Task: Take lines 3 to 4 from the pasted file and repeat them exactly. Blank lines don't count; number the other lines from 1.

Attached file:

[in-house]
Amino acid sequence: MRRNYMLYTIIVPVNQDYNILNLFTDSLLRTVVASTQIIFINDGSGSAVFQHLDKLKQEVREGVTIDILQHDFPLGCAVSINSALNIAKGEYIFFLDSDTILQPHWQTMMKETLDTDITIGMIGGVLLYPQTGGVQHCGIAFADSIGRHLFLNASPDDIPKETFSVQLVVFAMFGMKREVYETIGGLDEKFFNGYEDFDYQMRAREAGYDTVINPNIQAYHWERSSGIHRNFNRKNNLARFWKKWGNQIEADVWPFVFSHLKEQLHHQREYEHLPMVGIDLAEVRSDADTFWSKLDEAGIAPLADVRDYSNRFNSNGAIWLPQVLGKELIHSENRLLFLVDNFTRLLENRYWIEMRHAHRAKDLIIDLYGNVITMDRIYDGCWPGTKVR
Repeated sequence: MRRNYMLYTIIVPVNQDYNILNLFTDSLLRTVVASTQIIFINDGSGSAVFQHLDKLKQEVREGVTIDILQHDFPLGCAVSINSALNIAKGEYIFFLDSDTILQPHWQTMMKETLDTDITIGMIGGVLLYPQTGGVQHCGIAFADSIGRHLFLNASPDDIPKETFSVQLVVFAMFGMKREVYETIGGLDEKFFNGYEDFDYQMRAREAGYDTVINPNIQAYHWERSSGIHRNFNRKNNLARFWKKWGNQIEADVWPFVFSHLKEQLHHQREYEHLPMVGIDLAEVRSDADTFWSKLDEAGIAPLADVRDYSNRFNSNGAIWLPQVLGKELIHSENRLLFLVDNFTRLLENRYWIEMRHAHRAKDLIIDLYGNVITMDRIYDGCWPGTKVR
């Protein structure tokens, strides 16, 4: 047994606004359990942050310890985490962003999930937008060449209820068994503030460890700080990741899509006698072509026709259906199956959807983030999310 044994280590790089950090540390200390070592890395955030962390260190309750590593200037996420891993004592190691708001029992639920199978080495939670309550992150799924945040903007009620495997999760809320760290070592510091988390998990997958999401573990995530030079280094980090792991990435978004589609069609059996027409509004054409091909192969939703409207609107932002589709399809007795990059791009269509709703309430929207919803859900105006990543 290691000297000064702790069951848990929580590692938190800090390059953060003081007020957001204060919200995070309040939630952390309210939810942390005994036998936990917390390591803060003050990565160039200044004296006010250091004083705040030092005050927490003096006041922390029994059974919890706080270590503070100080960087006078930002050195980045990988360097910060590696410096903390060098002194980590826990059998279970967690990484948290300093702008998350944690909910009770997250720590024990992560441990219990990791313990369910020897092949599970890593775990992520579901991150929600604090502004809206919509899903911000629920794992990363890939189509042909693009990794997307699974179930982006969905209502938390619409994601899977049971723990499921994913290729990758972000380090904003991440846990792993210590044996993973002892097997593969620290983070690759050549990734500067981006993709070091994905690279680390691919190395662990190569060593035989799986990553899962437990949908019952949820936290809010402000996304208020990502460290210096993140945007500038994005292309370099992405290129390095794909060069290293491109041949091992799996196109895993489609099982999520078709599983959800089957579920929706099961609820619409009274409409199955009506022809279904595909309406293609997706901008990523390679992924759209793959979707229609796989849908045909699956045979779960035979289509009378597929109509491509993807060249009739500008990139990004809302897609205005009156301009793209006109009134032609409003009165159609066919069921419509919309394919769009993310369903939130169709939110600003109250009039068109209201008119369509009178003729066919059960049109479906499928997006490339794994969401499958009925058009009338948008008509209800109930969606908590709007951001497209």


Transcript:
Repeated sequence: MRRNYMLYTIIVPVNQDYNILNLFTDSLLRTVVASTQIIFINDGSGSAVFQHLDKLKQEVREGVTIDILQHDFPLGCAVSINSALNIAKGEYIFFLDSDTILQPHWQTMMKETLDTDITIGMIGGVLLYPQTGGVQHCGIAFADSIGRHLFLNASPDDIPKETFSVQLVVFAMFGMKREVYETIGGLDEKFFNGYEDFDYQMRAREAGYDTVINPNIQAYHWERSSGIHRNFNRKNNLARFWKKWGNQIEADVWPFVFSHLKEQLHHQREYEHLPMVGIDLAEVRSDADTFWSKLDEAGIAPLADVRDYSNRFNSNGAIWLPQVLGKELIHSENRLLFLVDNFTRLLENRYWIEMRHAHRAKDLIIDLYGNVITMDRIYDGCWPGTKVR
């Protein structure tokens, strides 16, 4: 047994606004359990942050310890985490962003999930937008060449209820068994503030460890700080990741899509006698072509026709259906199956959807983030999310 044994280590790089950090540390200390070592890395955030962390260190309750590593200037996420891993004592190691708001029992639920199978080495939670309550992150799924945040903007009620495997999760809320760290070592510091988390998990997958999401573990995530030079280094980090792991990435978004589609069609059996027409509004054409091909192969939703409207609107932002589709399809007795990059791009269509709703309430929207919803859900105006990543 290691000297000064702790069951848990929580590692938190800090390059953060003081007020957001204060919200995070309040939630952390309210939810942390005994036998936990917390390591803060003050990565160039200044004296006010250091004083705040030092005050927490003096006041922390029994059974919890706080270590503070100080960087006078930002050195980045990988360097910060590696410096903390060098002194980590826990059998279970967690990484948290300093702008998350944690909910009770997250720590024990992560441990219990990791313990369910020897092949599970890593775990992520579901991150929600604090502004809206919509899903911000629920794992990363890939189509042909693009990794997307699974179930982006969905209502938390619409994601899977049971723990499921994913290729990758972000380090904003991440846990792993210590044996993973002892097997593969620290983070690759050549990734500067981006993709070091994905690279680390691919190395662990190569060593035989799986990553899962437990949908019952949820936290809010402000996304208020990502460290210096993140945007500038994005292309370099992405290129390095794909060069290293491109041949091992799996196109895993489609099982999520078709599983959800089957579920929706099961609820619409009274409409199955009506022809279904595909309406293609997706901008990523390679992924759209793959979707229609796989849908045909699956045979779960035979289509009378597929109509491509993807060249009739500008990139990004809302897609205005009156301009793209006109009134032609409003009165159609066919069921419509919309394919769009993310369903939130169709939110600003109250009039068109209201008119369509009178003729066919059960049109479906499928997006490339794994969401499958009925058009009338948008008509209800109930969606908590709007951001497209």